I was struggling a bit to write this sermon earlier this week – I had the worst writer’s block. When I told my spouse about it, he said, “Did you eat a good breakfast? You always get writer’s block when you’re hrankgry.”

The next morning, after I ate a good breakfast, the ideas finally started to come together. As I wrote, I marveled at my own foolishness. I had forgotten that my mind and body are connected, even as I studied Paul’s words about the connections between body and soul.

Today’s epistle reading from First Corinthians is famous among biblical scholars for being confusing and obscure.
“All things are lawful for me,” but not all things are beneficial. “All things are lawful for me,” but I will not be dominated by anything. “Food is meant for the stomach and the stomach for food,” and God will destroy both one and the other. The body is meant not for fornication but for the Lord, and the Lord for the body. And God raised the Lord and will also raise us by his power. Do you not know that your bodies are members of Christ? Should I therefore take the members of Christ and make them members of a prostitute? Never! Do you not know that whoever is united to a prostitute becomes one body with her? For it is said, “The two shall be one flesh.” But anyone united to the Lord becomes one spirit with him. Shun fornication! Every sin that a person commits is outside the body; but the fornicator sins against the body itself. Or do you not know that your body is a temple of the Holy Spirit within you, which you have from God, and that you are not your own? For you were bought with a price; therefore glorify God in your body.

That is pretty confusing.

Not only confusing, but a little troubling, especially the part about prostitutes. Paul sounds horrified and disgusted by prostitutes, revolted at the idea of connecting a prostitute to the body of Christ. It’s hard to imagine Jesus sharing that revulsion – Jesus, who ate with sinners and tax collectors; Jesus, whose feet were washed with the tears of a sinful woman, and dried with her hair. I have no doubt that every child of God can be welcomed joyfully into the body of Christ. But there is something important here, nonetheless.

When we study epistles, it’s important to remember that we are reading someone else’s mail. In the early days of the church, people like Paul and Peter traveled the known world, spreading the good news and starting Christian communities. They would form close relationships with these people, but eventually they’d move on, and so they would keep in touch by correspondence. Many of these letters were kept, copied, and shared, and those letters are the epistles in our bible today. One reason this passage is confusing is that we have walked into the middle of a conversation, and we’re only hearing one side of that conversation – a letter from Paul that responds to questions and concerns in a letter from the Corinthians.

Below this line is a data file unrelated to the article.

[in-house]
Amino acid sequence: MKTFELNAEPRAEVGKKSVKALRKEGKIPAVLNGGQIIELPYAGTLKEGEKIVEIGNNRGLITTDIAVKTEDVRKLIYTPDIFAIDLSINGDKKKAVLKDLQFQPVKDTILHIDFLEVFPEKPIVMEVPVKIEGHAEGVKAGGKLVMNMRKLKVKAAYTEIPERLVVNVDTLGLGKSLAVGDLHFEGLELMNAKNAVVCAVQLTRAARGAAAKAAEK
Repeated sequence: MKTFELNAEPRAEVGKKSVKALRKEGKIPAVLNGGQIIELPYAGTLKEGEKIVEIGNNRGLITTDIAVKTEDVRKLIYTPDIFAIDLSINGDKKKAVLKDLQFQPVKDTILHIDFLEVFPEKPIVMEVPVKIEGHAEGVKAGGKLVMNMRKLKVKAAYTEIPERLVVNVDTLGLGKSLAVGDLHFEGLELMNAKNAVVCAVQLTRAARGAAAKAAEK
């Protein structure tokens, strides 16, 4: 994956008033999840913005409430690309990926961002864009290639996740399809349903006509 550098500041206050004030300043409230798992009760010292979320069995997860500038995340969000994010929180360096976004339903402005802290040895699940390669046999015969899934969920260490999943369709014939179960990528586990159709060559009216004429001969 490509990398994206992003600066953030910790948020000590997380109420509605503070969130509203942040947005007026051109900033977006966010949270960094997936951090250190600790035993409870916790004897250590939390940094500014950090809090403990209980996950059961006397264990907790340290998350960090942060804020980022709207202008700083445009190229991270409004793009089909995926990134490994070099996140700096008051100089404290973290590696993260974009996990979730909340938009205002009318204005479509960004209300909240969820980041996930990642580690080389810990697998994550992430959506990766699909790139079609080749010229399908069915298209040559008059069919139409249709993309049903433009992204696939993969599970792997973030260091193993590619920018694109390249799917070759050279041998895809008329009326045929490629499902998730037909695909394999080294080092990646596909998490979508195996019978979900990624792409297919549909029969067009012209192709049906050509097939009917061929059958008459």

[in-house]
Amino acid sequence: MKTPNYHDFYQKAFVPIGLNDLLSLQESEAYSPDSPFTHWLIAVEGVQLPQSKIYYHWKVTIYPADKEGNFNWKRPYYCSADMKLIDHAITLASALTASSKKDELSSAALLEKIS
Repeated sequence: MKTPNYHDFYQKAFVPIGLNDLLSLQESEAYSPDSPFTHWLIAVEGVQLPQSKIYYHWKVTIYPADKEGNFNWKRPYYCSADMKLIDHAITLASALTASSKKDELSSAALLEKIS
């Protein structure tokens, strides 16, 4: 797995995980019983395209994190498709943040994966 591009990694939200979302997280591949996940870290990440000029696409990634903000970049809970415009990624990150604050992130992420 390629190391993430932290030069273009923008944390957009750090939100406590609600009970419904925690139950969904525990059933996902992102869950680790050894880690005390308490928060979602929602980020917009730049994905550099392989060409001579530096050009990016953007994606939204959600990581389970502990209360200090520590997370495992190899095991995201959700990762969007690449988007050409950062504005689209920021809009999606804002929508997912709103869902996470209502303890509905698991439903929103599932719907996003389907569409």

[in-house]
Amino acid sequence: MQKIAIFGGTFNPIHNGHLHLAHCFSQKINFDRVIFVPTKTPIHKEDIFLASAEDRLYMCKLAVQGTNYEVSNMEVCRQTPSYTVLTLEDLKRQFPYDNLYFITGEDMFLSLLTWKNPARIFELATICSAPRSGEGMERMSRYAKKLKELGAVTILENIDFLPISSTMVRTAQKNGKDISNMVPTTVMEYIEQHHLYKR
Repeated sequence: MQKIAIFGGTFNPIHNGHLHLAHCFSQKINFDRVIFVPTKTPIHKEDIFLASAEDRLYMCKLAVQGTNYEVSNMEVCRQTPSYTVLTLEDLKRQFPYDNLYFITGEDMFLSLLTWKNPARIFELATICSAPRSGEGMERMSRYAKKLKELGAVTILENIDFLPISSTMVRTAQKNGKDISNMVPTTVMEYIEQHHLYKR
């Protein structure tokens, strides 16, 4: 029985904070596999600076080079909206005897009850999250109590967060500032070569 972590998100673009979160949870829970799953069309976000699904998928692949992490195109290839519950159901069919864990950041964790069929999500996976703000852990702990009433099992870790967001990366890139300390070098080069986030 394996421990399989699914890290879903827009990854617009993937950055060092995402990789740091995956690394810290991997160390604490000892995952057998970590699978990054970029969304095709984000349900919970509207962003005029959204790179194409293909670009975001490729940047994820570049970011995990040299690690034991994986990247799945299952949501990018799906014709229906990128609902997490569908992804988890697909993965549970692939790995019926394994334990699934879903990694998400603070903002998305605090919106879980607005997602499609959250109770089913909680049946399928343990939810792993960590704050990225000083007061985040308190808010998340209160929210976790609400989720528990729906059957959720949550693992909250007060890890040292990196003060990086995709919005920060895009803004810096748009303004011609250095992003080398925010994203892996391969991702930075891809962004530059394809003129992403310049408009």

We can tell from Paul’s letter that he has just read a lot of bad news about how the Corinthian Christians have been behaving. Paul opens the letter by sternly chastising the Corinthian church for their infighting, divisions, and factions. Soon after that, he is scolding them for sexual immorality. He rounds out the letter by yelling at them for the way they’re conducting communion: some people are coming early, getting drunk, and eating all the food.

For all of this bad behavior, these are the saints of Corinth. Corinth was a port city in Greece, and it was famous for its rowdy nightlife. So famous, that in the Roman Empire, getting drunk and acting lewd was known as “Corinthianizing.”

The Corinthians, living in this city famous for its licentiousness, hear the gospel of a God of grace, and eventually, some of them start to think to themselves, “Hey, we’re all set! Our God is a God of grace, and our sins have been redeemed, and that means that we can behave however we like! Party time!” This passage is Paul’s answer.

First, he quotes back what they wrote to him: “Everything is lawful.” Then he responds, “But not everything is beneficial.” He quotes it again: “Everything is lawful.” And he responds again: “But I will not be dominated by anything.” That is, nothing but God should have power over me. Again, he quotes the Corinthians: “Food is meant for the stomach, and the stomach for food.” The Corinthians are advocating satisfying the appetites of the body: only souls matter, they think, so why not do what feels good for our bodies? But Paul says no. The body is not meant for fornication, he says. The word there is porneia, the word from which we get the word pornography. It’s not clear what Paul meant by porneia. In popular usage, it meant some kind of sexual immorality, but we don’t know whether it was general or specific. Is it prostitution? Is it adultery? Or, since Paul grew up Jewish, schooled in the Old Testament, is he using the word metaphorically, like the prophets who described the Israelites’ unfaithfulness and idolatry in terms of adultery and prostitution? Scholars have spilled gallons of ink trying to argue it out, most of them trying to push one agenda or another. I can’t tell you what it means for sure. But I think we’re actually better moving on to what Paul says next: the body is for the Lord, and the Lord for the body.